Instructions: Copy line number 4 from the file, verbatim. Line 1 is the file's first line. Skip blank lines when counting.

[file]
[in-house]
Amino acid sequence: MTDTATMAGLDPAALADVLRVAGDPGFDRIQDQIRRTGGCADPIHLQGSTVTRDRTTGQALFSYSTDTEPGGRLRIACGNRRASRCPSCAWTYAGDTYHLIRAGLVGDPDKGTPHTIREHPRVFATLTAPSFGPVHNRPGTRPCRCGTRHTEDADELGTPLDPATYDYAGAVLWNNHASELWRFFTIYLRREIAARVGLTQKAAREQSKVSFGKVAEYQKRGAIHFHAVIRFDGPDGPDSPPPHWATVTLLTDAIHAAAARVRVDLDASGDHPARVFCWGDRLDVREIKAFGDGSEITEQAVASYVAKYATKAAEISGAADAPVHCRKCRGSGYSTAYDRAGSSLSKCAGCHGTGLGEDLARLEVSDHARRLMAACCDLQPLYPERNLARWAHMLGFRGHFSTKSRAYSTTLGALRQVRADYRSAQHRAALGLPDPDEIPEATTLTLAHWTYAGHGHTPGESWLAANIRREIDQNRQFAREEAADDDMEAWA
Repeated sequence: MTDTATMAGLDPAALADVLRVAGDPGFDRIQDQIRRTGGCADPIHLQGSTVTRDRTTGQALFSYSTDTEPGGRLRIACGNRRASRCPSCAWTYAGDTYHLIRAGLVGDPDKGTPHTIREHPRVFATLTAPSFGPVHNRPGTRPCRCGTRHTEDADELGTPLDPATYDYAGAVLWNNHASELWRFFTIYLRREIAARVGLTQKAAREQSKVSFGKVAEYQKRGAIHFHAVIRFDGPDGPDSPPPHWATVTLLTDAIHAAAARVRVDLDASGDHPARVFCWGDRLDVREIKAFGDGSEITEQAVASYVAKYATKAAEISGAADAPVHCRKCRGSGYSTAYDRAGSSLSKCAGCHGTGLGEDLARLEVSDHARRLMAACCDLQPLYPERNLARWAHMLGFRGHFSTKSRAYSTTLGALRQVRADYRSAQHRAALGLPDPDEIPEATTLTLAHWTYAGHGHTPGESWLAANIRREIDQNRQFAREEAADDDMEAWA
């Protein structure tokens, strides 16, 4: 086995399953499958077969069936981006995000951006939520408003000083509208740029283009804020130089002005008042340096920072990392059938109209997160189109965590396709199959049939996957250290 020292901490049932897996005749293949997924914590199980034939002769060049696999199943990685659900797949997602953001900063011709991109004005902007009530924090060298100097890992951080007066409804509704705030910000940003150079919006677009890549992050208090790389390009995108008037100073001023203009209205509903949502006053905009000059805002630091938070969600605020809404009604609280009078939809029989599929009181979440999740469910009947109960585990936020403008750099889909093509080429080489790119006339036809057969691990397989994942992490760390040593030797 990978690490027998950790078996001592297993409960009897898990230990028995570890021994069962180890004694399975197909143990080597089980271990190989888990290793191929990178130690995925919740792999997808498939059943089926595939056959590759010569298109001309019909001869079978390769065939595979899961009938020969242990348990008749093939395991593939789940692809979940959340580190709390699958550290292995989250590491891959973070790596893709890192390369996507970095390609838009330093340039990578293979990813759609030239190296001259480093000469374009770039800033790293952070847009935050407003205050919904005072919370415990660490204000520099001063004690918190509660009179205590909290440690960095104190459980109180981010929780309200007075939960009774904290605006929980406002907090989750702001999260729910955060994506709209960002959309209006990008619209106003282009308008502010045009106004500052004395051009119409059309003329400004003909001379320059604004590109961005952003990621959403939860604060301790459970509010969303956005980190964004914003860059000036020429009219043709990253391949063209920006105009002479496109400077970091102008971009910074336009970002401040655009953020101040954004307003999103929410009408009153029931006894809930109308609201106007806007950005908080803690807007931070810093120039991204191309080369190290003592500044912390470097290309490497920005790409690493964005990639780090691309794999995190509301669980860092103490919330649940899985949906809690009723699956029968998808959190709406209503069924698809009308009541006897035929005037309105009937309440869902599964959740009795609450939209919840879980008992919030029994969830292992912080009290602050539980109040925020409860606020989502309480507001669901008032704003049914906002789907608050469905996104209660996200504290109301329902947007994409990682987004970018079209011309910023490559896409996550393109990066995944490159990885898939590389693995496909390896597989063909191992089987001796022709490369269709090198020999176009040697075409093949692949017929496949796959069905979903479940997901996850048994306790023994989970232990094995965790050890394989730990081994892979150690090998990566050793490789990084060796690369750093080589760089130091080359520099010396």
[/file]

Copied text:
């Protein structure tokens, strides 16, 4: 086995399953499958077969069936981006995000951006939520408003000083509208740029283009804020130089002005008042340096920072990392059938109209997160189109965590396709199959049939996957250290 020292901490049932897996005749293949997924914590199980034939002769060049696999199943990685659900797949997602953001900063011709991109004005902007009530924090060298100097890992951080007066409804509704705030910000940003150079919006677009890549992050208090790389390009995108008037100073001023203009209205509903949502006053905009000059805002630091938070969600605020809404009604609280009078939809029989599929009181979440999740469910009947109960585990936020403008750099889909093509080429080489790119006339036809057969691990397989994942992490760390040593030797 990978690490027998950790078996001592297993409960009897898990230990028995570890021994069962180890004694399975197909143990080597089980271990190989888990290793191929990178130690995925919740792999997808498939059943089926595939056959590759010569298109001309019909001869079978390769065939595979899961009938020969242990348990008749093939395991593939789940692809979940959340580190709390699958550290292995989250590491891959973070790596893709890192390369996507970095390609838009330093340039990578293979990813759609030239190296001259480093000469374009770039800033790293952070847009935050407003205050919904005072919370415990660490204000520099001063004690918190509660009179205590909290440690960095104190459980109180981010929780309200007075939960009774904290605006929980406002907090989750702001999260729910955060994506709209960002959309209006990008619209106003282009308008502010045009106004500052004395051009119409059309003329400004003909001379320059604004590109961005952003990621959403939860604060301790459970509010969303956005980190964004914003860059000036020429009219043709990253391949063209920006105009002479496109400077970091102008971009910074336009970002401040655009953020101040954004307003999103929410009408009153029931006894809930109308609201106007806007950005908080803690807007931070810093120039991204191309080369190290003592500044912390470097290309490497920005790409690493964005990639780090691309794999995190509301669980860092103490919330649940899985949906809690009723699956029968998808959190709406209503069924698809009308009541006897035929005037309105009937309440869902599964959740009795609450939209919840879980008992919030029994969830292992912080009290602050539980109040925020409860606020989502309480507001669901008032704003049914906002789907608050469905996104209660996200504290109301329902947007994409990682987004970018079209011309910023490559896409996550393109990066995944490159990885898939590389693995496909390896597989063909191992089987001796022709490369269709090198020999176009040697075409093949692949017929496949796959069905979903479940997901996850048994306790023994989970232990094995965790050890394989730990081994892979150690090998990566050793490789990084060796690369750093080589760089130091080359520099010396």